Here is my reasoning. I would rather take an active role in the dangerous desires of youth and be a guide to intentional thought processes and wisdom, than say "that's dangerous!" and have them do it anyway with their buddies. I am no fan of outright stupidity. But calculated risk is a gauntlet that reaps a reward won by no other means. It is the treasure of knowing oneself in the midst of real danger and real risk. It is at this point one gains this elusive 'experience' of life.

"To live is to risk, to live well is to risk wisely."     - me

So, to end this late night rambling. Let me leave you with a wonderfully inspiring story.

Click here to see more of the story and a book promo for Abby Sunderland.


A Hiatus to Make You Chuckle

 if you haven't seen this story yet. it's worth the couple minutes.

perhaps my favorite song right now.

i love these guys. check em outhttp://www.youtube.com/user/schmoyoho


german cars

Following a gin and tonic with our new dock friends from the distressed sailboat; Sebastian, the Brit (read thick british accent and all the 'proper' sayings) and his wife Liz got up to leave for the night. They were heading up to Baltimore from Annapolis.

Rebecca: "Ok. Take care and drive safely tonight."

Sebastian: "Oh, don't worry I've got a German car."

(semi-confused look on everybody's face. what is this guy talking about?)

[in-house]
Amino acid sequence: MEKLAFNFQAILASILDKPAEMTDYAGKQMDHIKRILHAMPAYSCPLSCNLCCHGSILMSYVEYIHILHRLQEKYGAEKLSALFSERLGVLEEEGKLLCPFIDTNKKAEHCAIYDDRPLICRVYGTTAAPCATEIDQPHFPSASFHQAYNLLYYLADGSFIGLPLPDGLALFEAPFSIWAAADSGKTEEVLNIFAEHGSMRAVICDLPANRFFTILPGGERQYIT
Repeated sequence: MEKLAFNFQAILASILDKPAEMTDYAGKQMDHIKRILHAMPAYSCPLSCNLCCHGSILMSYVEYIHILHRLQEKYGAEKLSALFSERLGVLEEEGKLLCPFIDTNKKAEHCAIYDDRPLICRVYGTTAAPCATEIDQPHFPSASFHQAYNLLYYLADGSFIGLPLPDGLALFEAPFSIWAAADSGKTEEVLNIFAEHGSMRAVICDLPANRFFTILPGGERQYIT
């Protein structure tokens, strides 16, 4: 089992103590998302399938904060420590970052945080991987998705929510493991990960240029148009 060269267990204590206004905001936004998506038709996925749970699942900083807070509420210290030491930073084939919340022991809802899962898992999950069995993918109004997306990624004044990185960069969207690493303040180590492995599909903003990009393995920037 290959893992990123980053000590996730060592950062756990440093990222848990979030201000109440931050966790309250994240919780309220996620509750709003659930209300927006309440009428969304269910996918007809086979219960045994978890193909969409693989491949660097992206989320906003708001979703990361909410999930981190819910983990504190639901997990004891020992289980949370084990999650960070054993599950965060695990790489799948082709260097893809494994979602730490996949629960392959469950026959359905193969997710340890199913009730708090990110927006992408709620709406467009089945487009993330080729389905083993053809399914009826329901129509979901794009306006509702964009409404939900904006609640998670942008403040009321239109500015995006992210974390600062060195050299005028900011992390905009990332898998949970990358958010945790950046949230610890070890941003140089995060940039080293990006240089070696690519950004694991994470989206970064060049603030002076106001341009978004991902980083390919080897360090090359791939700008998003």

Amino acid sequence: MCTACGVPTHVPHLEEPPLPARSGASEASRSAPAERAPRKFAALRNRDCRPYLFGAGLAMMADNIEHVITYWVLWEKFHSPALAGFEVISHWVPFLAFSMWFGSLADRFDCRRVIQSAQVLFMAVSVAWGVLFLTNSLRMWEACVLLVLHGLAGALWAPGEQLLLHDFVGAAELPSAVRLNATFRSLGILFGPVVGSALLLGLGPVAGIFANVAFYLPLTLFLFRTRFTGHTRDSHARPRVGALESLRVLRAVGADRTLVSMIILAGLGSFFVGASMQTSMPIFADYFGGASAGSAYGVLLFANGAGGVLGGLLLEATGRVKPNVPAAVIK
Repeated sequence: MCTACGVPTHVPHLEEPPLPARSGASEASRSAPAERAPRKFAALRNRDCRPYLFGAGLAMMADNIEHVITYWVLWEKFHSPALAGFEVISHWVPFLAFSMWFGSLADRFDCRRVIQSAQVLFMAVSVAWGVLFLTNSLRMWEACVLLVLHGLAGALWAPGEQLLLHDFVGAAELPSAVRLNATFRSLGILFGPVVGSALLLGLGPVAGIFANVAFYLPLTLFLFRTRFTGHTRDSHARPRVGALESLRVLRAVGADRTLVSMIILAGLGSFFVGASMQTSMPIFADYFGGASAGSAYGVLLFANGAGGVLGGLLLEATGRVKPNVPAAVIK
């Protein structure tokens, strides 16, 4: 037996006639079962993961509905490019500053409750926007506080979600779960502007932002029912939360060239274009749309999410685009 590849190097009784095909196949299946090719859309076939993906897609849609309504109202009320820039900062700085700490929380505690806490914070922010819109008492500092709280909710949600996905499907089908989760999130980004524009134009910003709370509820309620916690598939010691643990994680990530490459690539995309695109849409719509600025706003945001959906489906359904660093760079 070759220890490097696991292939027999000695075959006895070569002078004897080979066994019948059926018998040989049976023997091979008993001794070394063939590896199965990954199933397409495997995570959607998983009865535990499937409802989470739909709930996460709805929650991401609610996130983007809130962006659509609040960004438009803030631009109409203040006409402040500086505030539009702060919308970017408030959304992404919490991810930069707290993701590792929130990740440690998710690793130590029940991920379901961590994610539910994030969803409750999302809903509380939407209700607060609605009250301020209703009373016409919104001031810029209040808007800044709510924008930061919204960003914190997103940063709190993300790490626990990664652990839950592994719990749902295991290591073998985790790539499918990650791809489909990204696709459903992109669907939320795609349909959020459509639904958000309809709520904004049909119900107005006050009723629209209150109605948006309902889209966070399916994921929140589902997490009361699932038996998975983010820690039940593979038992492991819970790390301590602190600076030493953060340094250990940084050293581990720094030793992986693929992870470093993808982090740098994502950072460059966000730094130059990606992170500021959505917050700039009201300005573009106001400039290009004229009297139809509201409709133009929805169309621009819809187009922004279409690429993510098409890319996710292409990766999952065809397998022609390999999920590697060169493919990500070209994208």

Sebastian: "Yes, the only problem is that whenever you open the bloody thing it starts chatting and telling you, 'Invade Poland Now.'"

word for word. i swear.


oops... my anchor is dragging

Today I helped save somebody's beautiful sailboat. While minding my own business and steadily working away building a pump house for a landscaped stream; I noticed a gorgeous 1940's wooden yawl come flying into the creek under full sail with 25 knots of wind on the stern.

The boat we saved looked a lot like this, except with bright blue sails.

It was a picturesque moment for sure.

The captain and first mate, turned the nose of the boat into the wind, the sails flapped wildly and they dropped the anchor. Time for cold beer and rum!!

Not yet.

I turned back to my work, busily cutting, hammering, and pasting things together when my father-in-law called over, "Are you seeing this!?" "He didn't let out enough chain for his anchor." "I think he's dragging!"

Skip ten minutes.